Mumbai, Delhi, Jaipur and Agra
9.1.14 - 9.7.14 93 °F
Where to begin with India? This country almost didn’t make the list. In the week before I left from JFK, I was doing a last minute review of what I might need. When I was double-checking visa requirements I found out that I needed to get a visa before I got to India and it was a lot more involved than what I did for Turkey (filling out a form online and printing out a piece of paper). India contracts they’re visa administration to a private company. I read online that I could either send my passport to this company and they would get it back to me within 7 business days. Considering that I was leaving in 4 business days, this wasn’t an option. I also read that I could walk in to this company and get the visa at their location. Fortunately, they have a location in Manhattan, so I decided to go down there the next day.
I was told to take a number when I arrived. Not expecting any major delays, I was instead greeted with a pretty large crowd and the current number of the customer being helped was nowhere near mine. To make a long story slightly shorter, I waited about 3-4 hours. After handing over the necessary paperwork to the clerk, he told me that I still needed to leave my passport to get the visa and it would take 3-5 business days, including Saturday. This was Thursday afternoon and I was leaving the next Tuesday. I decided to take a chance, figuring I’d just pay the fee to change the flight if necessary. Miraculously, I received an email on Saturday night that my passport was ready to be picked up the next business day, which was Monday. I left for the airport the next day with my passport and Indian visa (but somehow forgot my Turkish visa, but that wasn’t a problem).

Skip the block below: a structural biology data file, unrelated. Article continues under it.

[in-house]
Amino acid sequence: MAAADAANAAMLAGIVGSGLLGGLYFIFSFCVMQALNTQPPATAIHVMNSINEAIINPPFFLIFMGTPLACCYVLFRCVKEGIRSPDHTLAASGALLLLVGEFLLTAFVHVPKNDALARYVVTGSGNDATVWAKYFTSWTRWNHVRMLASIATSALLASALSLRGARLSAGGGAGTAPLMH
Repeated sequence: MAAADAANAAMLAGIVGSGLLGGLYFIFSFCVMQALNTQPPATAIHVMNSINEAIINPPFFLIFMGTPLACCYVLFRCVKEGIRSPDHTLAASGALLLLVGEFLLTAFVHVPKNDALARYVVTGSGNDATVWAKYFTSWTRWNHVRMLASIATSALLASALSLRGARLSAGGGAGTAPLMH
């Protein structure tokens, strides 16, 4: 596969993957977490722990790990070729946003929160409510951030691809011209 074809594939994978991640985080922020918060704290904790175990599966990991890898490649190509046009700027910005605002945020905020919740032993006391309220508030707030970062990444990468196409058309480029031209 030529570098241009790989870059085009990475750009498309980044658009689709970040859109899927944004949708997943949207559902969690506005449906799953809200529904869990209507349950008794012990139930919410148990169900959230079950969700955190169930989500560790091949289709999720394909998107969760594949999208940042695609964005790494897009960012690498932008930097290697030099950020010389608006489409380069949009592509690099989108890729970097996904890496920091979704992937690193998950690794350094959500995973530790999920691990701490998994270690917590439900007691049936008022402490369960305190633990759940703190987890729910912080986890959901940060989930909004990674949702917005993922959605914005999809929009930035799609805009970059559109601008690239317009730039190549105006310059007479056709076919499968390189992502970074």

I flew from Abu Dhabi to Mumbai on Monday, September 1. I had booked a hotel with Priceline for $17/night for three nights. Happy to get such a cheap hotel but a little wary because I hadn’t been able to see the hotel before I bought it (part of the Priceline system), I prepaid for a taxi to take me there. I obviously knew that India was going to be nothing like Abu Dhabi or western Europe, but as we drove I couldn’t help but feeling that I might have made a mistake with the hotel. To put it gently, we were driving through areas that weren’t the nicest. Deepening my apprehension, the taxi driver had to keep asking for directions to the hotel. I finally saw it, on a busy and dirty street across from a hospital. I paid the driver and grabbed my bags.